Continuing our series on the network of projects, this post is by Dr. Domenico Lepore, founder of Intelligent Management Inc.Over the last 20 years he has developed and applied the Decalogue Management methodology in a wide range of organizations in Europe and the USA. The Decalogue is a powerful systemic synergy of W. Edwards Deming’s management philosophy with the Theory of Constraints. Dr. Lepore is a passionate believer in continuous improvement and learning as the path for mankind to fulfil its ever-growing potential.
Joy in learning?
One of the most profound and, I believe, misunderstood elements of W. Edwards Deming’s doctrine is the notion of “Joy in learning”. In his seminal 4-day seminars Deming never missed the opportunity to remind the audience, often in a deceptive semi-serious tone, that joyfulness and learning go hand in hand. Learning happens when positive emotions are created and curiosity is triggered in the student. Learning happens when something, hopefully a good teacher, inspires us to want to know more. Joyfulness is the state of mind that is conducive to openness and availability to receive; it is a state of grace that makes us see possibilities, that lifts our spirit and originates positive feelings. As one of the greatest intellects of our times, Rav Menachem Mendel Schneerson, has taught us, joy is the force that breaks all the boundaries.
Far too often in our world, instead, learning is incentivized by the promise of a reward other than the learning itself and joy is confined to some material achievement. In the western world, by far and large, we have replaced the joy of learning with the acknowledgement granted with it. Learning, then, becomes merely functional to achieving some grade or certificate, and completely disconnected from what that learning should be for: to open our mind to the endless possibilities that exist and encourage more learning. The current education system contributes very heavily to the narrowing of our horizons by providing courses on “functional” competencies, the ones that are going to be rewarded in the workplace, and trains us through grades and competition to see joy as unnecessary or even counterproductive. The current education system triggers the cycle of despair and the debasement of our innate desire to learn, and the prevailing management style reinforces that cycle.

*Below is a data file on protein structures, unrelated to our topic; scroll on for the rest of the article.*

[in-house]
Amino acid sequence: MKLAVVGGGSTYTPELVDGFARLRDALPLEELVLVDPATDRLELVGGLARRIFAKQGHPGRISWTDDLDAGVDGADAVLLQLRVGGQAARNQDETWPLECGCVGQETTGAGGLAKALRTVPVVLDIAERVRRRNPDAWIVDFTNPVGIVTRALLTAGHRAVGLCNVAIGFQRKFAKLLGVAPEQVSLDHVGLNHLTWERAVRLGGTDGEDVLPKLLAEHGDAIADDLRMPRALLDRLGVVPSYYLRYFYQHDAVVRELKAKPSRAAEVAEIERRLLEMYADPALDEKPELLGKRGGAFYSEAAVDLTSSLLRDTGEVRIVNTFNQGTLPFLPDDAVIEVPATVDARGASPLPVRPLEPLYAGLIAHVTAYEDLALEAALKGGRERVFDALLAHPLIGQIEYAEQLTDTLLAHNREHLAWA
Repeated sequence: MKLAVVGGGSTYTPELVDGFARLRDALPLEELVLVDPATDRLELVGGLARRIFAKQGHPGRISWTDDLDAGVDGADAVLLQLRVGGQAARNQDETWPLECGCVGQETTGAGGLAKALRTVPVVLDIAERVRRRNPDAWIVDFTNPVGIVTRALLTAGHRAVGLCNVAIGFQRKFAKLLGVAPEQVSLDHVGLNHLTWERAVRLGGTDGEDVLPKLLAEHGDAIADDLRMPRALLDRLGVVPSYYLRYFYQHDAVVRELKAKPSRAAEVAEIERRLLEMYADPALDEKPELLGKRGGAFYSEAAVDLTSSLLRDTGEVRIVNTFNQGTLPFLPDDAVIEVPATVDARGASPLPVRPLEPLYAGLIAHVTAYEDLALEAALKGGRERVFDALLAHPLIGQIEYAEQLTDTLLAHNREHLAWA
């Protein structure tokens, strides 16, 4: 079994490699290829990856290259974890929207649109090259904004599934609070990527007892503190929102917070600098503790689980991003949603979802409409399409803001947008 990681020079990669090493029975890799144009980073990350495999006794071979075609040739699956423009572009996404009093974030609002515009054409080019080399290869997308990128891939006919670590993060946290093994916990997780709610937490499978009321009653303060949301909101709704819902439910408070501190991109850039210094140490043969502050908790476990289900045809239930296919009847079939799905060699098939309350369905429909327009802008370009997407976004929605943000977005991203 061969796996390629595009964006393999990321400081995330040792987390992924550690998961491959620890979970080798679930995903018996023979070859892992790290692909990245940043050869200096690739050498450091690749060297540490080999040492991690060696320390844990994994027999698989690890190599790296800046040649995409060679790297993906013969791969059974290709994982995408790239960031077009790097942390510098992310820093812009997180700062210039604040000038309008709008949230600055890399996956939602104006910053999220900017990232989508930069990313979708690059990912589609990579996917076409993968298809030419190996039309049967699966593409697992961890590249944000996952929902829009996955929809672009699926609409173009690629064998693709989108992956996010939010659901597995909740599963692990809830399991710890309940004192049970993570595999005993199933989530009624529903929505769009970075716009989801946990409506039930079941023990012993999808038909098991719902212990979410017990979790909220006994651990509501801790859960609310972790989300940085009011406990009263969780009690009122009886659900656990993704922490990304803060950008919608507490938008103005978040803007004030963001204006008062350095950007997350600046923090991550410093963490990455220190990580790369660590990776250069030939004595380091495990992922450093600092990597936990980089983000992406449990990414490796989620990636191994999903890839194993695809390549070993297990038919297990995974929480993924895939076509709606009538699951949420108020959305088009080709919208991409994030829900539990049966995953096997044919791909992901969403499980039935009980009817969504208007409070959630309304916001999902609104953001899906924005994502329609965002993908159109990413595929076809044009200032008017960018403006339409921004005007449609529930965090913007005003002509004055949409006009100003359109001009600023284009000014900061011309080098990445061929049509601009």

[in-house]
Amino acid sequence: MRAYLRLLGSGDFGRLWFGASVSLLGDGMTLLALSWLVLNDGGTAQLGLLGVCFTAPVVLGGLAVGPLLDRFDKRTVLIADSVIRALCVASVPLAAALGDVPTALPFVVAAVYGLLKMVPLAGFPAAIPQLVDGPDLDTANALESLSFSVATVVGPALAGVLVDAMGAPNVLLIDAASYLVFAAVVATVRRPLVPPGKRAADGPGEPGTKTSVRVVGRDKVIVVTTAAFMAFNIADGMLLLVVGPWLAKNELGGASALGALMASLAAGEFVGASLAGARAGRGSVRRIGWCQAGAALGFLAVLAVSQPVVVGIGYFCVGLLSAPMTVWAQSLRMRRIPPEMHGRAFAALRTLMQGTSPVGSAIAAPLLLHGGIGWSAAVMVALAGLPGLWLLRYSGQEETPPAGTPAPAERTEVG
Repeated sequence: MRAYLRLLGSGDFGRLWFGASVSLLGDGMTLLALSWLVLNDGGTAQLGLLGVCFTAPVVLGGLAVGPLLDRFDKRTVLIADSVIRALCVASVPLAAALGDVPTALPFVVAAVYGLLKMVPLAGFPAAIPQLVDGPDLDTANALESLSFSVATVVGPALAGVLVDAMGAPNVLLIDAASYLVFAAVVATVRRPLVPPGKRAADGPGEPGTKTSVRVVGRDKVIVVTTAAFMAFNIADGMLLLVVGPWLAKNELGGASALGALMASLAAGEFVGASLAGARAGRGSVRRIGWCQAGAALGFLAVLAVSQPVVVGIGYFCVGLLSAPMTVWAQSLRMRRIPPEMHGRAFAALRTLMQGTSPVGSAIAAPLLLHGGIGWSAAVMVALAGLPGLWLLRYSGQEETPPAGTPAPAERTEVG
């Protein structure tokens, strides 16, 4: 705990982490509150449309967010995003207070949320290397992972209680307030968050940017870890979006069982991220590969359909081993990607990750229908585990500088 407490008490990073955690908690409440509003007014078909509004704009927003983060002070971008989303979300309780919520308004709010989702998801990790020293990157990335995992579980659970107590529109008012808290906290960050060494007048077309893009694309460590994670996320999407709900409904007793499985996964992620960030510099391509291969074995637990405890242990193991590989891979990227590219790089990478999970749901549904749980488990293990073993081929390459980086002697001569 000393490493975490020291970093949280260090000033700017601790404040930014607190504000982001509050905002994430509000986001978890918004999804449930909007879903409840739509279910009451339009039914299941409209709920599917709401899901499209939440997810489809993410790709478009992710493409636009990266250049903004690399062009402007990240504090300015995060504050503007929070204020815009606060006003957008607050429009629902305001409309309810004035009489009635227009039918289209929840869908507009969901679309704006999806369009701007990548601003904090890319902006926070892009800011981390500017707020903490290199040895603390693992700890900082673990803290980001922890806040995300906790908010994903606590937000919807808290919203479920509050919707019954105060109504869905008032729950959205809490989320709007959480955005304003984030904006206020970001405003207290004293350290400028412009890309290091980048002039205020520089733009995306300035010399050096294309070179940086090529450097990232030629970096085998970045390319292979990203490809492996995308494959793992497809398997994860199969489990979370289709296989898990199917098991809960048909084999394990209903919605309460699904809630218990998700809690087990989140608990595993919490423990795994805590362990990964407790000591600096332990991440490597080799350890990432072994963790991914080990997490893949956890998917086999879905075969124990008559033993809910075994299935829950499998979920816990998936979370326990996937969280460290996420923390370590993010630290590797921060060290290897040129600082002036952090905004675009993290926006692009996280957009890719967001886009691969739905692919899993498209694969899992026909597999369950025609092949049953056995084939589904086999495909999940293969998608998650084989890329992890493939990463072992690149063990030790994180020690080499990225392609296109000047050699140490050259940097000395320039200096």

The Finnish way: results without standardized testing
This is not the case in Finland, where the education system produces good results without standardized testing, schools for the elite, and competition as the way to succeed. Students graduating from Finnish high schools are ready for a world of cooperation and getting on with the job without looking for prizes. They will not find a suitable environment in the majority of organizations that are still based on an industrial age rather than post-digital age model.
The complete disassociation that managers have from learning is exemplified by the total failure of the majority of the training efforts that take place in organizations. Simply put: real learning, not the kind that comes from reading quick fix books, but the kind that changes behaviours, is not considered “strategic” for career advancement.
What is the real difficulty that we face in wanting to create a true learning organization that dismantles the functional structure and replaces it with the far more suitable network of projects? It is not connected with lack of knowledge of how to do it, nor with the lack of technologies to support it. The real issue is the mental barrier, or cognitive constraint that prevents individuals and organizations from working together as a system for a common goal.
We live in a completely interconnected, interdependent, increasingly complex world where the levers for success have definitively shifted from competition to cooperation, from win-lose to win-win, from me against you to you and me against the problem. We don’t just need new knowledge; we need a new form of organization and a new covenant with our mind. In order to live and prosper in this world of unprecedented interconnection we have to learn at a much faster pace and we can only do it if we improve our ability to leverage our intellect.
Digital cowboys, the new talent of the post-digital world, who refuse to accept the separation between who they think they are and what they do, are poised to become the catalyst for a new kind of organization if they learn to think and act systemically and to govern their emotions so that they become intelligent emotions. They can lead the way in the transformation of organizations that are fit for our interconnected, post-digital world. How can we make that happen?
The Action Plan
- Create programs for no-fear systems thinking in high schools and Business Schools
- Create an in-company pilot project, embracing the no-fear new economics (Deming inspired), all guided by the use of the Thinking Process Tools for the Theory of Constraints
- Create networks/complex value chains built around these principles